Where we are with exec compensation
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TEXT OF INTERVIEW
Kai Ryssdal: Executives at AIG, General Motors and Chrysler are in for a pay cut. Kenneth Feinberg, the Treasury Department’s pay czar, released his 2010 report on executive compensation today. The top 25 people at companies that got what is referred to as extraordinary assistance from the government are going to be making 15 percent less on average this year than last. There will be restrictions on what can be cash and what has to be stock, as well. But the real news is what happens after pay at the big Wall Street banks is cut. We’ve got Kenneth Feinberg on the line with us now. Mr. Feinberg, good to have you with us.
Kenneth Feinberg: Glad to be here.
Ryssdal: There is obviously the headline number about reductions in pay at some of the big companies taking government assistance. But there was another little nugget in your report today that I wanted to ask you about. The fact that contrary to what we had been led to understand by Wall Streeters themselves, when their pay was cut, not too many of these folks left their places of employment.
FEINBERG: That is correct. That’s the most important statistic I think. Namely that about 85 percent of the individuals who had their pay set are still at their desk working for these very five same companies. This is strong evidence that the pay determinations are not resulting in some sort of brain drain from these companies.
Ryssdal: What do you make of it? Were they just fibbing with us or what?
FEINBERG: No, I think probably key executives at these five companies really did fear the likelihood that the competitive marketplace would attract key officials away from these companies. I was always very dubious, skeptical about this. And it’s been demonstrated.
Ryssdal: Do you think this data then will lead to some rethinking of compensation on Wall Street?
FEINBERG: Oh, I don’t know. I think historically there’s always been a huge gap between Wall Street and Main Street. But it does make a difference in terms of my work. Because I’m required to take into account competitive pay as a way to keep people at their desks, and not leave these five companies. And now the statistics seem to demonstrate that they’re not going anywhere.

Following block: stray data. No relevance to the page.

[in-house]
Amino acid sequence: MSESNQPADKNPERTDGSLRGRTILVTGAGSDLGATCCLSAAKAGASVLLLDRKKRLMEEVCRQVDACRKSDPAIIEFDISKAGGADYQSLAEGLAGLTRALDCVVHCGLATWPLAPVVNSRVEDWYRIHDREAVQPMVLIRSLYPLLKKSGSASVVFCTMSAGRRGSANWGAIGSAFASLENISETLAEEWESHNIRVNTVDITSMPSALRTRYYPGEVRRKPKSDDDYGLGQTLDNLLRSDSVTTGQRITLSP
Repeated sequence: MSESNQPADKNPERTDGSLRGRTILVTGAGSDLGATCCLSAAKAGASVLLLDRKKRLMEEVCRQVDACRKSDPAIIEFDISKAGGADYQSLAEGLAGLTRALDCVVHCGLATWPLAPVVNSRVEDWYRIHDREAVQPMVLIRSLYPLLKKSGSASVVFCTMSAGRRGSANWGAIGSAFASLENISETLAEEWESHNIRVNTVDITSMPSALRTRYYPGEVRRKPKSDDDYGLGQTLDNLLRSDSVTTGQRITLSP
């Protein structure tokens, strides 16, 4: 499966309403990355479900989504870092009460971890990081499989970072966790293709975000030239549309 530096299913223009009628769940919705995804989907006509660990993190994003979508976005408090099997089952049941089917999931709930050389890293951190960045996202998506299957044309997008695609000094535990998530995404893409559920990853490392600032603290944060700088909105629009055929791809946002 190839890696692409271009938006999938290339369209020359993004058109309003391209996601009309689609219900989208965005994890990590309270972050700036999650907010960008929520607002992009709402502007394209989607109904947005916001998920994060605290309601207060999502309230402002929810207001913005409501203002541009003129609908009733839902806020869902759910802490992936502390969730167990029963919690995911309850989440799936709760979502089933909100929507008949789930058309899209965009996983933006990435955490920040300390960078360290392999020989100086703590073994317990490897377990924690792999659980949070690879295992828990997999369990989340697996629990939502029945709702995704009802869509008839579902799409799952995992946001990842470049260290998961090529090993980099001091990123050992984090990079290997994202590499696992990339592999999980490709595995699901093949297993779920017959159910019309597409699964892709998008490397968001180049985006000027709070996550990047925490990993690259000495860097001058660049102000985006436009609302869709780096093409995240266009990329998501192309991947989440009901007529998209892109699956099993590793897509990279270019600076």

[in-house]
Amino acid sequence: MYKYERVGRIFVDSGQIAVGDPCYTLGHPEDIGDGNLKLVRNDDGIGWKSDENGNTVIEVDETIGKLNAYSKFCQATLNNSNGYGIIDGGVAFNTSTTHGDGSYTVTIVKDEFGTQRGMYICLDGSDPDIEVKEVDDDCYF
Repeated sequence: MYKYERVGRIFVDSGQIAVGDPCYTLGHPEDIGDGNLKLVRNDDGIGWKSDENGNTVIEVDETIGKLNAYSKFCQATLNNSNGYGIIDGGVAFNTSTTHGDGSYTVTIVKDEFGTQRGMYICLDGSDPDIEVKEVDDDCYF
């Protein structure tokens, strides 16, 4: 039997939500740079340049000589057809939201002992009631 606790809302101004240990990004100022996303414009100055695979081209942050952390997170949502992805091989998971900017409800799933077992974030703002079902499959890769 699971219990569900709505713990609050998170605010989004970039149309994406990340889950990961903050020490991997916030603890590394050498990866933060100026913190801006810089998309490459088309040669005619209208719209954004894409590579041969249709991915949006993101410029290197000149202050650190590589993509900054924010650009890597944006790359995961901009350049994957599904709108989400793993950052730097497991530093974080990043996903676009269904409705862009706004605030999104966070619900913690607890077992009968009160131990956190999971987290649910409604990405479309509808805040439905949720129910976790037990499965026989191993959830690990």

Ryssdal: And so you could conceivably order further reductions?
FEINBERG: I could.
Ryssdal: Would you?
FEINBERG: We’ll take another independent look in 2011 for those companies that have not repaid the taxpayer.
Ryssdal: I wanted to ask you about another item in today’s announcement that you’re going to go back to the fall of 2008, before your statutory authority begins, and look at JPMorgan Chase and Goldman Sachs and other folks who took government money, and investigate whether their compensation is contrary to the public interest. First of all, what does that mean? And second of all, what can you do about it if that’s all you have to hold over their heads?
FEINBERG: Well, you’ve raised a few questions. First of all understand that my looking at these 419 companies is required by federal law. This is not something that I made up. The Recovery Act, the TARP statue, requires me to go back to any company that ever received TARP assistance and examine their compensation practices to find out if those compensation practices are “inconsistent with the public interest.” Now what that will mean, I’m not sure. But I suspect I’ll look at how much compensation, was it guaranteed, how much was cash, how much was stock. If it was stock, over how long a period of time, before the stock could be redeemed. Principles like that.
Ryssdal: You were, for want of a better word, the man when it came to financial reform last fall. Everything was all about executive compensation. And I wonder if you believe that that emphasis on compensation has slipped a little bit. And if people maybe aren’t talking about it so much anymore.
FEINBERG: No, I still think there is a very high degree of public angry and outrage and frustration. And I think there is a lot of attention being paid by the public to what corporate America is making in the way of compensation.
Ryssdal: Kenneth Feinberg, the Treasury Department’s special master for compensation. Otherwise known as the pay czar. Mr. Feinberg, thanks so much.
FEINBERG: Thank you.
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